Teachers in New York have been systematically manipulating students' scores on high-stakes testing.
High school students must pass the New York State Regents Examination to graduate. But when a team of researchers led by Stanford's Thomas S. Dee looked at scores in New York City, they found that from 2004 to 2010 the decentralized grading system made it easy for teachers to nudge students' numbers upward. At some schools, teachers inflated scores across the board—likely looking to improve their own performance reviews. At others, teachers tended to bump students who appeared to have underperformed on the test compared to subjective assessments, GPA, and behavioral measures.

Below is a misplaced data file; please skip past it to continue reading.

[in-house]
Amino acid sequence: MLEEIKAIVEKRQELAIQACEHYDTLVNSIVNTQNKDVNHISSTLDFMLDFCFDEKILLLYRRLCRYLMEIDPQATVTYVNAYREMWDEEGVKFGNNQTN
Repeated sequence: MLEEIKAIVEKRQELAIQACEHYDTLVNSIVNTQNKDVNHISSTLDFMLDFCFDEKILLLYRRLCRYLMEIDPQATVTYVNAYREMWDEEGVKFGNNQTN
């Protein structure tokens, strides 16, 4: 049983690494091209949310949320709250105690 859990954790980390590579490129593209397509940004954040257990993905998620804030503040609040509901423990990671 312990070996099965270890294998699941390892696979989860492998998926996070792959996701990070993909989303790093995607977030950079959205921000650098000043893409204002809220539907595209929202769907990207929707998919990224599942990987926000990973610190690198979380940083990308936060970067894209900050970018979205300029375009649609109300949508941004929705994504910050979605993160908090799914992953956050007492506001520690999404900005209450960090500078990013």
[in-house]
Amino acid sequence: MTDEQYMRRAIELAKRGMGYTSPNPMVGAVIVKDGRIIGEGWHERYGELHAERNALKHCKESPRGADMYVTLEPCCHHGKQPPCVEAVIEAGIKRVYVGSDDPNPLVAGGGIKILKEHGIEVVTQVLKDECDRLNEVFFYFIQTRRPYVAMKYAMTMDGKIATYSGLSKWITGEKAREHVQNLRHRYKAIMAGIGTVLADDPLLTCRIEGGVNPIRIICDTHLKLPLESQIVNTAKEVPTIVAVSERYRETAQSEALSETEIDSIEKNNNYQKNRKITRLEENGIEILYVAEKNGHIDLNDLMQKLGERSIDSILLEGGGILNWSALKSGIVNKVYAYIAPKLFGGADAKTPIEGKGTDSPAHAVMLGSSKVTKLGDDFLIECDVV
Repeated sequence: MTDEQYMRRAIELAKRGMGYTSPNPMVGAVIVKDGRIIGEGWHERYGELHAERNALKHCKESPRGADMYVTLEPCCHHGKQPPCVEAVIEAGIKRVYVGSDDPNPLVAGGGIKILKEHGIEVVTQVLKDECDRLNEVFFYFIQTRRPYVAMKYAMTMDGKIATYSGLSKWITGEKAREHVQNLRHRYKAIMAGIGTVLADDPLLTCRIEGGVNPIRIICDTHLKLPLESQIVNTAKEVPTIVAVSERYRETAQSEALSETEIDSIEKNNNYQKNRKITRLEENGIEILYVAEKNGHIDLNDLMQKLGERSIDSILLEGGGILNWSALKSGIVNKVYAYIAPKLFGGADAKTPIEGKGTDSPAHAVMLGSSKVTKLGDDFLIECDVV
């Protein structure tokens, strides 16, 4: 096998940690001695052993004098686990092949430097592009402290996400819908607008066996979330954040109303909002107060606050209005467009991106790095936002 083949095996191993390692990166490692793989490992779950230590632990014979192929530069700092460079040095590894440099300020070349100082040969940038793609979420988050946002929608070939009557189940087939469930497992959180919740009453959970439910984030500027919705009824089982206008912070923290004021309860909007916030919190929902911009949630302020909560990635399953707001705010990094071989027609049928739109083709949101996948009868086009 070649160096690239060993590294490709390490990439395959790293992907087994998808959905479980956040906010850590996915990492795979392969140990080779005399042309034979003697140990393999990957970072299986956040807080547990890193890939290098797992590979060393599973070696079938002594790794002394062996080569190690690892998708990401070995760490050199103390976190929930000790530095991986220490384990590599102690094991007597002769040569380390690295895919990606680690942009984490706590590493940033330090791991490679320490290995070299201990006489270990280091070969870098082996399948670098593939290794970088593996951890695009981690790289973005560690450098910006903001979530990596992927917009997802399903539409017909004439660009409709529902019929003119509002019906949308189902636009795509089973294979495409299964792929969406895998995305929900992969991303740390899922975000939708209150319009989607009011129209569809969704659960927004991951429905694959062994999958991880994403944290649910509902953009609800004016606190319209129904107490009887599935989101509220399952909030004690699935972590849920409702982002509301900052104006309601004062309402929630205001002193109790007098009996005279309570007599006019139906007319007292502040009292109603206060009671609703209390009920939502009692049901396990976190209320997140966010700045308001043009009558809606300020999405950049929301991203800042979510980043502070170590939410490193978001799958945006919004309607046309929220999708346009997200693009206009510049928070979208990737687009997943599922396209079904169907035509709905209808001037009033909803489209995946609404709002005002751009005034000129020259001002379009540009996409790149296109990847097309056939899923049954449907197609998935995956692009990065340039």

All this fiddling with test scores may have closed the black-white achievement gap by as much as five points, as well as pushing many students who would not otherwise have graduated over the finishing line. The study, from the National Bureau of Economic Research, found that teachers altered nearly 40 percent of scores that were right below the cutoff, a group that is disproportionately black and Latino. At the same time, white and Asian students who fell just short were more likely than their black and Latino counterparts to see their scores fudged, suggesting that the racial implications of score manipulation cut both ways.